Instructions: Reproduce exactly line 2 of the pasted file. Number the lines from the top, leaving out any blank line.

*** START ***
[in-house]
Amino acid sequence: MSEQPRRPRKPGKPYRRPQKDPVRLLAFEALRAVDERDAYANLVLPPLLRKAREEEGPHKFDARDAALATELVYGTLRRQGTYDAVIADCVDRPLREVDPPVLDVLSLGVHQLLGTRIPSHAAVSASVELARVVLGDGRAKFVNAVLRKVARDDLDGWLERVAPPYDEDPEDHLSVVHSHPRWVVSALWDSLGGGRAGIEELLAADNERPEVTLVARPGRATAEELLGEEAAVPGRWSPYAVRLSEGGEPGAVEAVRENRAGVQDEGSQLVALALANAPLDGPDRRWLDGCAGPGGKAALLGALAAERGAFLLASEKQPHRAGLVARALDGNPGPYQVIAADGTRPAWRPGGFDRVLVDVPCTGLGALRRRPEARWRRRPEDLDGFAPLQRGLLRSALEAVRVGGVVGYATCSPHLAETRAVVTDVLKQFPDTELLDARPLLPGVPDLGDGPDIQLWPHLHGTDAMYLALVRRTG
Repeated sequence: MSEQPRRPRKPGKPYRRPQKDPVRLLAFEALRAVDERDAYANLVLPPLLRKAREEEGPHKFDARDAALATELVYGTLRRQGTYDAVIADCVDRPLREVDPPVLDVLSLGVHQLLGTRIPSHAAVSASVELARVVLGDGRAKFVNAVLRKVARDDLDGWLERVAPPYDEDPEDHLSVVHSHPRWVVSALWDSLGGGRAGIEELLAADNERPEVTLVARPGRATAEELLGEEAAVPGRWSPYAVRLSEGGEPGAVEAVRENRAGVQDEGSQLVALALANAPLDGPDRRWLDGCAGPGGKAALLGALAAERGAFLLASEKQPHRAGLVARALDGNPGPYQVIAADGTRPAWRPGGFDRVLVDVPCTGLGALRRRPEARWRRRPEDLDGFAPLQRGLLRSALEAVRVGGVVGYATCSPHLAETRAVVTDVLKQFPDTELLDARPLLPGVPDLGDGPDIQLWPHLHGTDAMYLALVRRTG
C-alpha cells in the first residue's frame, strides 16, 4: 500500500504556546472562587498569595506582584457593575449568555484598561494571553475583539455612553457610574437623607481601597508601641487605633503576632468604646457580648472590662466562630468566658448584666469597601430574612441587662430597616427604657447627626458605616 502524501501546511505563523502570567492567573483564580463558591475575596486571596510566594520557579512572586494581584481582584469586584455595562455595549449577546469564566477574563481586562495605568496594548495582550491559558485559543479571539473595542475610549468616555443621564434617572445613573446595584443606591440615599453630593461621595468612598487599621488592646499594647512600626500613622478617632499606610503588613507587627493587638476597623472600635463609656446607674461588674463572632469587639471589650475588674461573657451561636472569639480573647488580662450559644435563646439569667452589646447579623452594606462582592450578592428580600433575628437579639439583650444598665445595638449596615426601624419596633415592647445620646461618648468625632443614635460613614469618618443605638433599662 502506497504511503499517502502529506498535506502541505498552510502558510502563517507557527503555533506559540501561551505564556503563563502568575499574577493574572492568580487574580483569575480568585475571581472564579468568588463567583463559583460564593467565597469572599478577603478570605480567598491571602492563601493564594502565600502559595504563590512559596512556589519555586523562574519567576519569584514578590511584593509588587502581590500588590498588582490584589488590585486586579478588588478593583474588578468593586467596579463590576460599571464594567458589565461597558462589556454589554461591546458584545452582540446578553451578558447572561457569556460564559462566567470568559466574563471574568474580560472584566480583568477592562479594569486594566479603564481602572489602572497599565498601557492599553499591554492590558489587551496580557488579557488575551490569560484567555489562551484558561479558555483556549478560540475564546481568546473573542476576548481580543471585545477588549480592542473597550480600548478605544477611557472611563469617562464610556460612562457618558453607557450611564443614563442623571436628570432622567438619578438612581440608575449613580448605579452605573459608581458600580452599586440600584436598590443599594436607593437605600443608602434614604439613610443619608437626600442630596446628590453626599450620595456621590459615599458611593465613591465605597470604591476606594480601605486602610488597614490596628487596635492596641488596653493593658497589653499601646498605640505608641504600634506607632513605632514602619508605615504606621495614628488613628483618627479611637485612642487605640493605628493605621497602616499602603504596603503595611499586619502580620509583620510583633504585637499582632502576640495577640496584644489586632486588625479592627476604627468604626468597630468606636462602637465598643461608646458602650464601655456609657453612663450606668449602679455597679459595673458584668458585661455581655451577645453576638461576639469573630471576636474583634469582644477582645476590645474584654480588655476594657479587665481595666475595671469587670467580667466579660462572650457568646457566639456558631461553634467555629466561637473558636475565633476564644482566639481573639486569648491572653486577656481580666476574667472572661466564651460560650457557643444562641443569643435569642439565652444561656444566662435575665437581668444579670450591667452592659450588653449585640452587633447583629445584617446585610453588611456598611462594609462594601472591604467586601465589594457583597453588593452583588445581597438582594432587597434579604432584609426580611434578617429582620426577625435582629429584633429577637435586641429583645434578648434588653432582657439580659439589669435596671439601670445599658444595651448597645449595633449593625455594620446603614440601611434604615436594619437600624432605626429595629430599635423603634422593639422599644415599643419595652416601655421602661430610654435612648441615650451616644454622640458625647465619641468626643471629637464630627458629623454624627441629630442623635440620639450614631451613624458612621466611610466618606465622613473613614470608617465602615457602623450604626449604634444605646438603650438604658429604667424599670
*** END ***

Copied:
Amino acid sequence: MSEQPRRPRKPGKPYRRPQKDPVRLLAFEALRAVDERDAYANLVLPPLLRKAREEEGPHKFDARDAALATELVYGTLRRQGTYDAVIADCVDRPLREVDPPVLDVLSLGVHQLLGTRIPSHAAVSASVELARVVLGDGRAKFVNAVLRKVARDDLDGWLERVAPPYDEDPEDHLSVVHSHPRWVVSALWDSLGGGRAGIEELLAADNERPEVTLVARPGRATAEELLGEEAAVPGRWSPYAVRLSEGGEPGAVEAVRENRAGVQDEGSQLVALALANAPLDGPDRRWLDGCAGPGGKAALLGALAAERGAFLLASEKQPHRAGLVARALDGNPGPYQVIAADGTRPAWRPGGFDRVLVDVPCTGLGALRRRPEARWRRRPEDLDGFAPLQRGLLRSALEAVRVGGVVGYATCSPHLAETRAVVTDVLKQFPDTELLDARPLLPGVPDLGDGPDIQLWPHLHGTDAMYLALVRRTG